Kubernetes and cloud-native computing are at the epicentre of a tectonic shift in the last decade toward enterprise use of open source software — and all the security issues that entails. This open source transformation isn’t happening in stages: In the 2022 edition of Synopsys’ annual “Open Source Security and Risk Analysis” report, four of the 17 industry sectors use open source in 100% of their codebases; the remaining 13 industries use open source in 93 percent to 99 percent of their codebases.
Meanwhile, a series of high-profile breaches in open source code have shown the far-reaching cybersecurity ramifications of its labyrinthine supply networks since the SolarWinds hack in late 2020. The Log4j vulnerability, discovered in late 2021, revealed how open source libraries wrapped in other dependencies might be leveraged in potentially devastating and difficult-to-detect assaults, as businesses struggled to determine whether and where vulnerable libraries were installed in their systems.
According to the Synopsys analysis, Kubernetes remains a relatively safe sanctuary against this backdrop due to its big, highly invested community. However, the Kubernetes ecosystem includes a slew of additional open source components, including small, single-developer projects whose upkeep – or lack thereof – can put the platform at risk.
“GitHub has millions of projects in which the number of developers is in the single digits,” according to the Synopsys report. “One of the takeaways from Log4Shell’s discovery should be the need to create a path to mitigate the business risk associated with using open source software. The important distinction here is that open source itself doesn’t create business risk, but its mismanagement does.”
Supply chain risks = Kubernetes + automated deployments
SolarWinds’ CI/CD process was hacked, and other recently discovered open source security flaws took advantage of automated deployment and update techniques that were exploited by researchers to deliver malicious packages.
One such vulnerability, demonstrated by a researcher in February 2021, installed malicious code in an official public repository, under the same package name as popular dependencies, according to the 2022 “Cloud Native Threat Report” issued on April 20 by container runtime security provider Aqua.
“By giving his malicious packages version numbers that were higher than the authentic ones, [the researcher] tricked build processes into automatically downloading and incorporating the malicious dependency,” the Aqua report stated.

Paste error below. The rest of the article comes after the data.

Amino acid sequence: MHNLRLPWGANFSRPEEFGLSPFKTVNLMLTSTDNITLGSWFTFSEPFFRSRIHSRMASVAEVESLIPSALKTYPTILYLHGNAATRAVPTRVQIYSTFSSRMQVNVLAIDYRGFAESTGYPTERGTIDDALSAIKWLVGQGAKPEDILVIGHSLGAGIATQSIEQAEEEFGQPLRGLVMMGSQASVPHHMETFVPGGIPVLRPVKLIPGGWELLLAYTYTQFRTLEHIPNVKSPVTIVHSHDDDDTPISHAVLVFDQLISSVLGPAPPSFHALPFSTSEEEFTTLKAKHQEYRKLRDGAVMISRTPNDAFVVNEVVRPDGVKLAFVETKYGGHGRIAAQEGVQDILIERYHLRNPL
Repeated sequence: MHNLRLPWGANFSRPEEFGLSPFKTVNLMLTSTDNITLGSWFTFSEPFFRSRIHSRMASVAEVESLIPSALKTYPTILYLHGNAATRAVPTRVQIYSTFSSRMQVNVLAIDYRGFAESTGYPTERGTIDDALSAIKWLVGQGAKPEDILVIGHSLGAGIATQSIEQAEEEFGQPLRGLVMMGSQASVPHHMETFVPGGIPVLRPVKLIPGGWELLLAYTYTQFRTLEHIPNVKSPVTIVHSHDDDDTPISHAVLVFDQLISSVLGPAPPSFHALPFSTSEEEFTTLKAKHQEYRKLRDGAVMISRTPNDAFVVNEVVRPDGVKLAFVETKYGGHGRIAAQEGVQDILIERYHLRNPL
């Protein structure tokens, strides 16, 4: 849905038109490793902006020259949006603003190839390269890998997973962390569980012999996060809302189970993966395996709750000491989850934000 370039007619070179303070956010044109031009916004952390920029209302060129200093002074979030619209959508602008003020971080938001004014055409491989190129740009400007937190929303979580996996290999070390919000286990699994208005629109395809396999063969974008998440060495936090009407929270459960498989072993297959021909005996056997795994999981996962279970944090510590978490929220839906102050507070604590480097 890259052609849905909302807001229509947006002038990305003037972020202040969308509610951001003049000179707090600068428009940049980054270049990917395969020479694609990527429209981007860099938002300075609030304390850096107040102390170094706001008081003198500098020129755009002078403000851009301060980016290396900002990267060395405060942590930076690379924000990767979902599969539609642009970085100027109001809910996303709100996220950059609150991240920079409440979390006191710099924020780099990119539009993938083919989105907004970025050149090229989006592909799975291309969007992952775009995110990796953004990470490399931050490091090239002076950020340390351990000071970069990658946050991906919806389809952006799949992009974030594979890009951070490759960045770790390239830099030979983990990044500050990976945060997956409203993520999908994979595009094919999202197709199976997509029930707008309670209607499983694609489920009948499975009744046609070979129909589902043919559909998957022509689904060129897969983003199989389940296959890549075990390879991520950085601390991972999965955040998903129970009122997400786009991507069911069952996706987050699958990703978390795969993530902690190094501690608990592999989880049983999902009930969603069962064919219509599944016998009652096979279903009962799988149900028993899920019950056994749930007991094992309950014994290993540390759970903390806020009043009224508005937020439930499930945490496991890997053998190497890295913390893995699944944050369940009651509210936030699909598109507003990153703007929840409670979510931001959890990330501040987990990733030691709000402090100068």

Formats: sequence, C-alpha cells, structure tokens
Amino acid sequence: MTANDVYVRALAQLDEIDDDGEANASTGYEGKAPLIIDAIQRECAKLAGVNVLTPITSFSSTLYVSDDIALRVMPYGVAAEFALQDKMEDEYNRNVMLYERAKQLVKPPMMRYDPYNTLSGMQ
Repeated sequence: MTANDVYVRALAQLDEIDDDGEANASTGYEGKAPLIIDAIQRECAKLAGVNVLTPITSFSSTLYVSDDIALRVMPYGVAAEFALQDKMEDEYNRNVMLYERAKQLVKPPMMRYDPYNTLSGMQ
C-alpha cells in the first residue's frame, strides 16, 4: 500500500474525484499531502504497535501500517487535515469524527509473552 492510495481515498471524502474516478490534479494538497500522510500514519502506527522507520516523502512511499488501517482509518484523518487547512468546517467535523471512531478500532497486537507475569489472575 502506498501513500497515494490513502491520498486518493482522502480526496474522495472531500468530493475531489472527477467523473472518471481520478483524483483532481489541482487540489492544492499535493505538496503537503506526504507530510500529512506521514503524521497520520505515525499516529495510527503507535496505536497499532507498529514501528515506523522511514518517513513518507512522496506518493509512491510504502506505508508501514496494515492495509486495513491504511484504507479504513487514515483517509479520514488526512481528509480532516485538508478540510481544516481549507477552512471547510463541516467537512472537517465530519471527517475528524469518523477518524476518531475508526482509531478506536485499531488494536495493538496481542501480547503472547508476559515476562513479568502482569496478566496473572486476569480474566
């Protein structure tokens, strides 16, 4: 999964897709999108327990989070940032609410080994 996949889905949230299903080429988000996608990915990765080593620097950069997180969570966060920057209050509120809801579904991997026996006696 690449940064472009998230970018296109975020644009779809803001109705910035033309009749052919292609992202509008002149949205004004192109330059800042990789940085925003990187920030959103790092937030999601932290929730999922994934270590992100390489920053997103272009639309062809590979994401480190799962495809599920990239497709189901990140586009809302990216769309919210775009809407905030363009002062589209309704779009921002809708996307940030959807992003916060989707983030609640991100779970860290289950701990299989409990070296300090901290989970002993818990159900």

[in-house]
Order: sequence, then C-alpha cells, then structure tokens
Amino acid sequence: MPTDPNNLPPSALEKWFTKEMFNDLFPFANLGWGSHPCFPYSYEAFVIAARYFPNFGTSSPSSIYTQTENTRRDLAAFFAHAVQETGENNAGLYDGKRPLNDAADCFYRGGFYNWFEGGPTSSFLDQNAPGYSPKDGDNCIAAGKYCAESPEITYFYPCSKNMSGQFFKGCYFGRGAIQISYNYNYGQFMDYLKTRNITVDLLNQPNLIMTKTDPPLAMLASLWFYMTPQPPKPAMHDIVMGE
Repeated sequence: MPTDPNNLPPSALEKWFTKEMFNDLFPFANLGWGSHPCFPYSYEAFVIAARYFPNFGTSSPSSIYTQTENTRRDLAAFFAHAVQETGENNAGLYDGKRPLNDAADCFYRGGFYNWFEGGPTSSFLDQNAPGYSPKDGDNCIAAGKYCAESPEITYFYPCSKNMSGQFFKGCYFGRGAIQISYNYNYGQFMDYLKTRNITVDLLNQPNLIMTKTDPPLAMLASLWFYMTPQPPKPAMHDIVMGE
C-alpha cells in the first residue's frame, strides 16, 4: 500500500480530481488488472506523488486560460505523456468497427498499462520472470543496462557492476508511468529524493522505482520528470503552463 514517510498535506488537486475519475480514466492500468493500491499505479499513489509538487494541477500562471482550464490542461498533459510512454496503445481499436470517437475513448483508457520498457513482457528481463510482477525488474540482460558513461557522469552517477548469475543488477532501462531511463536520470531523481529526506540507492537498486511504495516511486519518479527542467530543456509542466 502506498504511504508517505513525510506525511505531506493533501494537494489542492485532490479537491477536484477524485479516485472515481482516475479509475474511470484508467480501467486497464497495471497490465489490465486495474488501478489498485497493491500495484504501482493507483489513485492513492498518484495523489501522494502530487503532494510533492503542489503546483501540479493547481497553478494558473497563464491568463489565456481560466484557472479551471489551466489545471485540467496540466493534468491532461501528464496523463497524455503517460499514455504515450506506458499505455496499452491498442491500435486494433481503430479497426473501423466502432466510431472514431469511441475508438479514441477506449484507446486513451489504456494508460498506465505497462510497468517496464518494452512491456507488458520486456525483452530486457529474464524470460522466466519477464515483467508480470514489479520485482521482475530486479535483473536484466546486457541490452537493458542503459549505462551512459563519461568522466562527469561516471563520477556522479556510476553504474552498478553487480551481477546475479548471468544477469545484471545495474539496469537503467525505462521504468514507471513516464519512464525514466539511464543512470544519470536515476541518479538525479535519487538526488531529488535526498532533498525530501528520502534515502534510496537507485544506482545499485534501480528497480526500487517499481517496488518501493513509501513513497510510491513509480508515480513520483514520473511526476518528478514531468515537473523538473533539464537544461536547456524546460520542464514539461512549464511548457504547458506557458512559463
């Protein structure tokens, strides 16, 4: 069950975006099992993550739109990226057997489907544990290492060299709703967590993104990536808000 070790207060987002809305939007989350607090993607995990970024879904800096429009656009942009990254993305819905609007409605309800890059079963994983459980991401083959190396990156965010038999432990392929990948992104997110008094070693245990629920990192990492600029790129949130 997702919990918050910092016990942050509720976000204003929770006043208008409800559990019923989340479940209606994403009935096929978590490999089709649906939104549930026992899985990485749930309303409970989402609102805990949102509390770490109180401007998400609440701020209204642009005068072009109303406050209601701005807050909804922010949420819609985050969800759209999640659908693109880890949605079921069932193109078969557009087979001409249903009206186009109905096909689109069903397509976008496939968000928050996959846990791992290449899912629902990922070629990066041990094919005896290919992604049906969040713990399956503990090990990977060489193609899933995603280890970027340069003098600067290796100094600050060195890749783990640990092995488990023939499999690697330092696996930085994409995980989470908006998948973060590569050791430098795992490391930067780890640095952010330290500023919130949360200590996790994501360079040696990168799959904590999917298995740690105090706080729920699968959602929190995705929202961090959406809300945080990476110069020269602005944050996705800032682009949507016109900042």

Other researchers submitted 150 similar packages into NPM alone after this original research was published; Aqua’s scans of 30,000 Python packages revealed more than 170 that included suspicious or malicious functions.
Attackers targeted Kubernetes 10% more frequently in 2021 than the previous year, but it paled in compared to the 300 percent increase in software supply chain attacks, according to Aqua. However, because the Kubernetes platform is so widely used among organisations connected via cloud APIs, when attackers discover vulnerabilities that might be used to breach it, it can have far-reaching consequences.
As a result, early in the development process, Kubernetes security policies must cover raw code and base container images, a procedure known as “shifting left.”
“You have to start from the beginning, when code is being created and you’re integrating these open source libraries into your [applications],” said Janet Worthington, an analyst at Forrester Research. “And it’s not just a point-in-time thing, because open source libraries can come into your project at different times, and a zero-day [vulnerability] can be found at any time.”
Kubernetes security connects with another another, bigger industry issue here: well-intentioned but wrong shift left tactics can quickly overwhelm developers, causing misconfigurations and other issues. Many developers are overwhelmed dealing with open source software due to increased security issues, according to the “2022 Open Source Software Supply Chain Survey” published April 13 by open source support vendor Tidelift.
“We’ve been asking similar questions for several years in these surveys, and every year, the top three challenges named by respondents are related to maintenance, security, and licensing,” according to the Tidelift report. “In our earlier survey, maintenance had been the #1 challenge, but this year — unsurprisingly — security took over the top slot.”